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Buying New Clothes Every Month Has Been The Key To Helping Me Become Happy With My Body Again

Loving my body in new outfits has boosted my self image so much.


Being body-positive has been really hard for me to do throughout 2019, despite there being an overwhelming surge in body-positivity around me, whether through my friends and family or YouTube. I look in the mirror and what I see is someone I want to make a jean size or two smaller like in the past. That being said, I've slowly been coming around to accepting the body I have now, instead of bashing it constantly. A key way I've come to accept the body I'm in now is through buying myself something new every month, like a new T-shirt or a pair of jeans or sneakers that help me see myself in a positive light. When I'm in a new outfit, I feel invincible. I don't think about how pudgy my stomach is, or about the hair I have growing in random places, like my neck or on my nose (yes, not just in, but ON too).

My bank account tends to suffer as of recently because of this, but it's worth it when I can genuinely feel good in what I am wearing every day. I like to wake up and think about how many outfits I can put together, ready to post my #OOTD for Snapchat without caring what anyone thinks. I've let social media dictate how I feel about myself more than I care to admit. I see how perfect all the models are in everything they're wearing from brands I know and love, yet when I try the same thing on, it's a whole different ugly story.

I don't enjoy trying things on to avoid the shame I feel when things don't fit me right, or if something that I thought would flatter me actually makes me look like a sack of potatoes. Instagram has really hurt my body image a lot — enough to make me delete it for a week after one post sent me spiraling. Going through those bumps made me finally realize it's not my fault if something doesn't fit. Sizes range depending on the item, it's the clothing items fault, not mine. Now that I see that, it's easier to brush off something not fitting me as it should. I know my size very well in the stores I frequent the most, so it's easier for me to pick out things I know will look good and not have to worry about the sizing issue.

Buying yourself something new is not something you should limit to every few months or longer. You shouldn't be afraid to go out of your comfort zone price wise every once and a while either. Coupons exist, stories always offer you them when you first sign up to receive emails and even texts. You can be crafty and still get a high price item for less. If you treat yourself to cheap things, you won't feel half as good as you want to. Granted, sticking to a limit is important but there's no shame in going over the limit every once and a while.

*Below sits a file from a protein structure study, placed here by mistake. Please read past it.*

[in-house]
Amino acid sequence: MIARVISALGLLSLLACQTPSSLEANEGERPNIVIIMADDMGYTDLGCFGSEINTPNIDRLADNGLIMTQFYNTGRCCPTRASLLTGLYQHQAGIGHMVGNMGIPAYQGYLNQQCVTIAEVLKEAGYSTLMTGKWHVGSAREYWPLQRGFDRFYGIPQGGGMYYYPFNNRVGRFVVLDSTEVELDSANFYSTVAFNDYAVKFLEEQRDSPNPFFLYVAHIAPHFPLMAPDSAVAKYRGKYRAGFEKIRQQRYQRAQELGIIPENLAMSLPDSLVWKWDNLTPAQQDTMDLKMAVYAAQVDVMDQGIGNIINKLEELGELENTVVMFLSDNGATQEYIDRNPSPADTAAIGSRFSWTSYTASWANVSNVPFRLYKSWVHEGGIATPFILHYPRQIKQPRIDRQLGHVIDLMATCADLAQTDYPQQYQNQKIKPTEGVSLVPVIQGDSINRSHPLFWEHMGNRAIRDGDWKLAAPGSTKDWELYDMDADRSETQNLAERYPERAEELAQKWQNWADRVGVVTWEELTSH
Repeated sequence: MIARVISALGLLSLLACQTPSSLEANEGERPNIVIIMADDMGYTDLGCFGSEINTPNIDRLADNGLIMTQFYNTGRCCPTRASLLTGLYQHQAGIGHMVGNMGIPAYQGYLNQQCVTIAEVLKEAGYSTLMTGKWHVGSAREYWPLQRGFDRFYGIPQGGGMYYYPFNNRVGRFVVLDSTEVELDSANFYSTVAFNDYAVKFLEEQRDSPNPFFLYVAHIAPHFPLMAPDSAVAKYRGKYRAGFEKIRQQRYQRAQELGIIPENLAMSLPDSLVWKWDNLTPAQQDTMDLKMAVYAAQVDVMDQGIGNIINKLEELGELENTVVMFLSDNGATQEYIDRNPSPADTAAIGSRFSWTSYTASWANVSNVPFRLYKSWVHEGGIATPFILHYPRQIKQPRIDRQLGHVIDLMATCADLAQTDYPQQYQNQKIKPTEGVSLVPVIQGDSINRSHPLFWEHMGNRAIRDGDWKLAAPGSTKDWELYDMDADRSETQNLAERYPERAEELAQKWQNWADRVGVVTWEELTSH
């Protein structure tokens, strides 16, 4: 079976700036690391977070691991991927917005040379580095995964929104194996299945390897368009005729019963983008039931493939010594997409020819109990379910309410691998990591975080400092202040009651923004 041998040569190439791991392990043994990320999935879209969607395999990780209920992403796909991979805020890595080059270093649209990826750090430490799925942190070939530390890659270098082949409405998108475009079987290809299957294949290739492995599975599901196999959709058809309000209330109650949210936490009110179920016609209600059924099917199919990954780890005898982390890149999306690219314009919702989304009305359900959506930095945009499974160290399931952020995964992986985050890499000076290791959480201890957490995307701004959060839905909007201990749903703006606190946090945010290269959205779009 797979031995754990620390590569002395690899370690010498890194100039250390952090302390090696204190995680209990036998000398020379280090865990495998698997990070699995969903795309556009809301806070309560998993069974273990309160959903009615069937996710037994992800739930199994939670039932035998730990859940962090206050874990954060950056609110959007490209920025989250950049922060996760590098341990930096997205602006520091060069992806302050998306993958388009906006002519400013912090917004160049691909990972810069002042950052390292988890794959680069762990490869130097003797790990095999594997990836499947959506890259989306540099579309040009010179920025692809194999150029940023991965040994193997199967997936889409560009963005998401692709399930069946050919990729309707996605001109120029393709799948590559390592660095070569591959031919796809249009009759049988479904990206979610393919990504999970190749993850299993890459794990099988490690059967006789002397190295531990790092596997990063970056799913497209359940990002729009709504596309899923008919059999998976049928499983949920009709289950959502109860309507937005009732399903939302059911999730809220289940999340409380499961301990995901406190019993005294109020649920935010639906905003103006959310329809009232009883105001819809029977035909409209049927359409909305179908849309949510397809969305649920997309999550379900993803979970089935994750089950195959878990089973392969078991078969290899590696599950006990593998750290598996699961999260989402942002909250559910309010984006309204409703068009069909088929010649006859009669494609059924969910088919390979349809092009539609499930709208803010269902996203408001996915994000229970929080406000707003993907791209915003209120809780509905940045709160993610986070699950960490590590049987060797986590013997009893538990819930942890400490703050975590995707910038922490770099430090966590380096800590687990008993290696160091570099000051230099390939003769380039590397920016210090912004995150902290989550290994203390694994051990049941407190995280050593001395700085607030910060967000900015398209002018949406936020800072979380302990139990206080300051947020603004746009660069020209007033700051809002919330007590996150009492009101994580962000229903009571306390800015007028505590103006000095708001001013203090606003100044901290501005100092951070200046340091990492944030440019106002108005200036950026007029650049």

I love shopping as much as I love country music and writing short stories — a lot. Yes, I get yelled at almost every time I get something new. I need to save my money for important things, like for my sorority or for medical issues that could suddenly arise, or for utilities at my house next year off campus.

However, my mental well-being is not something I can ignore.

I can't push the good feelings aside to save 30 or 40 bucks a month. I don't want to feel as low as I've felt about myself anymore. I'm tired of feeling sad or angry at who I am, and I want to learn how to accept myself as I am. Buying myself something new, like clothes, is what offers a positive light to view myself under.

Whether you treat yourself to dinner at your favorite restaurant, or to face masks, or to a new movie when it comes out — don't be afraid to do it. Put yourself first and you'll realize your worth and how much you've been ignoring it in the face of poor confidence.

My confidence isn't back up to where it used to be, but it's getting there.

It may not be the most cash efficient method of self-love, but my body positivity is better than it was a few months ago. Aerie and American Eagle have really helped me become happier with my body, and I can't thank them enough for being more inclusive for people like me who are learning to love themselves again in a new body.

There is a light at the end of the tunnel for all of us hoping to promote our own body positivity, and it could all start with a simple purchase from your favorite store after you read this.